The Hiroshima Panels and Post-Atomic Bomb Art in Japan

Finn Boed and Spencer Crough

“The Hiroshima Panels” are in the context of the years-long aftermath following the atomic bombing of Hiroshima, Japan. Ensuing the deadliest conflict in human history, World War II, the United States decided to drop a newly created weapon, the atomic bomb, on Hiroshima on August 6th, 1945. The justification for the first-ever use of a nuclear weapon in war was that it shortened the conflict, and thus saving lives. Nevertheless, atomic bombs are not targeted weapons, and their impact is vast. The entire city was vaporized almost instantaneously, as over 100,000 people perished then, and have continued to perish since – due to the long-lasting effects of nuclear radiation. This necessary context sets the scene for the panels, which display sheer horror and misery, with little hope to be seen. The two artists, Iri and Toshi Maruki lost several family members in the bombing and experienced the death that consumed the entire city.

In our presentation, The Hiroshima Panels and Post Atomic Bomb Art in Japan, our goal is to delve into the historical and academic matter in a way that shows the audience a side of the event that most Americans have not experienced. The panels display the horror of the atomic bomb in such dark detail that it is impossible to ignore the consequences of the decision to drop the bomb. We believe that this is crucial in conveying the message to the class that the decision to drop the bomb in World War II did not only scar Hiroshima- it left a scar on humanity itself. As Americans, we have grown up largely shielded from the horror that our country caused and these paintings portray our own doing with a style that forces the audience to temporarily forget the context of the bombing, and to just witness in the moment the sheer misery that humans experienced. 

The panels we selected for this exhibit visually and thematically portray “The Hiroshima Panels” in their entirety – capturing the essence of the entire group of panels. In addition, specific panels we chose, such as Yaizu and Death of the American Prisoners of War, depict stories that are equally as appalling, but largely untold. Not only did these panels speak to the impact of atomic bombs on the Japanese people (largely innocent civilians), but how Americans and Micronesians were unwittingly exposed to the bomb, though they were not targeted specifically.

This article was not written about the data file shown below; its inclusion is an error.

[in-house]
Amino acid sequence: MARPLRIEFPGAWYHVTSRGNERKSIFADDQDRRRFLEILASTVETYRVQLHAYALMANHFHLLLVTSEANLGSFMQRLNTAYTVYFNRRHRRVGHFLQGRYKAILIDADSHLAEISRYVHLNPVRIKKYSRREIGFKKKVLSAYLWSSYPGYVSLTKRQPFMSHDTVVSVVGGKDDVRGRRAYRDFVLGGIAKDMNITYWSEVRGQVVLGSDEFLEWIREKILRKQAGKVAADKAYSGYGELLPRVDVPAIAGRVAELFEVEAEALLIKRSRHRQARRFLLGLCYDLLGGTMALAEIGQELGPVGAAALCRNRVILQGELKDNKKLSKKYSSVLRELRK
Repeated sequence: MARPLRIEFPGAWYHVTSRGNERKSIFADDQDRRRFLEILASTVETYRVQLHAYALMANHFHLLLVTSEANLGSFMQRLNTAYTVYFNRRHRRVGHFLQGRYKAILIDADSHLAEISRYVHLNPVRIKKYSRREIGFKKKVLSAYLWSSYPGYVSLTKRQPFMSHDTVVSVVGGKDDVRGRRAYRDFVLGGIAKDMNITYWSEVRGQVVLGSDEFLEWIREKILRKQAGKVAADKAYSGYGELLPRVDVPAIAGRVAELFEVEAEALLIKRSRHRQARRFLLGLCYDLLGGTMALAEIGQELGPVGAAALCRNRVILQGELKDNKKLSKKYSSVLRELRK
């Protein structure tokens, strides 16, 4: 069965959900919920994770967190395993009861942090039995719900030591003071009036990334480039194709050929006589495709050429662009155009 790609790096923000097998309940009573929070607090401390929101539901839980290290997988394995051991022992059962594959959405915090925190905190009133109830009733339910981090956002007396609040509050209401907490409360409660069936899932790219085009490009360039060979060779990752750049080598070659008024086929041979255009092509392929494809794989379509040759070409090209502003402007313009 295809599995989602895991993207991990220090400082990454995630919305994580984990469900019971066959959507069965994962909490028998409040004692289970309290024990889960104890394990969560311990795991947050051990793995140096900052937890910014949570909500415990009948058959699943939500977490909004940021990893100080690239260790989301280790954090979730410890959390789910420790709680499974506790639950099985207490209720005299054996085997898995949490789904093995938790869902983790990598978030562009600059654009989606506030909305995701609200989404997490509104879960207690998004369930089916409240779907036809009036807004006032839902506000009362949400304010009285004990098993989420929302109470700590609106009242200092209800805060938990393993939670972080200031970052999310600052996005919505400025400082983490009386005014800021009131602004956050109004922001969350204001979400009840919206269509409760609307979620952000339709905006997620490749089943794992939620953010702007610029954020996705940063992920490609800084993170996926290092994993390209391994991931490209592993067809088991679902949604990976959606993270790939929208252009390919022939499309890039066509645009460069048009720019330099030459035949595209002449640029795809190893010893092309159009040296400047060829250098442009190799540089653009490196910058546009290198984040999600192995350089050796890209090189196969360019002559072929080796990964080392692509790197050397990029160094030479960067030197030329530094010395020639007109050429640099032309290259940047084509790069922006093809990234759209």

The panels challenge the notion that the atomic bombs saved lives as they show the audience that in a uniquely cruel way, they destroyed much more than a city. In the process, the atomic bomb revealed the darkest depths of human potential, while reducing innocent civilians to clamor for the most basic goods necessary for survival, such as water – the name of the third panel. In addition, a key theme of the panels is that the atomic bomb stripped people of their humanity. As a weapon with such a vast immediate impact, and such a long-term potential for lingering death, the atomic bomb did not discriminate between its victims. Civilians and soldiers, Japanese and Americans, and men, women and children were killed alike. Denied their most basic humanity, the panels largely display piles of humans both dead and alive, as the black ink and charcoal on the panels blur the individuality of each person present. It is impossible to tell who is who, and whether or not they had any involvement in the actual war. Thus, the panels challenge the America-centric notions surrounding the atomic bombing of Japan during World War II. 

The visual presentation of the panels is deliberate and important to the viewing experience. The panels are 1.8 meters tall and 7.2 meters long so the viewer is completely immersed in these almost life-sized depictions. They are done on traditional byōbu screens that fold out, so, “tragedy literally unfolds before viewers” (Voon). Visual analysis also plays a role in identifying trends we see throughout the paintings. The panels were created from 1950 through the 1970s. The panels from the 1950s and 1970s are similar in their use of charcoal and sumi ink to create very dark and blurry paintings (the meaning of which is described above), whereas the paintings from the 1960s are more abstract and colorful, with geometric patterns such as repeated squares visible – a stark contrast from the style in the 1950s and 1970s. However, more academic research on this subject would further our understanding of why this arc exists in “The Hiroshima Panels”.

Annotated Bibliography

Maruki, Iri, and Toshi Maruki. “The Hiroshima Panels: Maruki Gallery For The Hiroshima Panels.” 原爆の図 丸木美術館 | Maruki Gallery For The Hiroshima Panels, 3 May 2020, 

Miller, Mara. “‘A Matter of Life and Death’: Kawabata on the Value of Art after the Atomic Bombings.” The Journal of Aesthetics and Art Criticism, vol. 72, no. 3, 2014, pp. 261–275. JSTOR, Accessed 15 Mar. 2021.

Shimazu, Naoko. “Popular Representations of the Past: The Case of Postwar Japan.” Journal of Contemporary History, vol. 38, no. 1, 2003, pp. 101–116. JSTOR, Accessed 18 Mar. 2021.

Szasz, Ferenc M., and Issei Takechi. “Atomic Heroes and Atomic Monsters: American and Japanese Cartoonists Confront the Onset of the Nuclear Age, 1945–80.” The Historian, vol. 69, no. 4, 2007, pp. 728–752. JSTOR, 

Voon, Claire. “The Historic Painted Panels That Exposed the Hell of Hiroshima.” Hyperallergic, 6 Dec. 2015, 

Author: Spencer Crough

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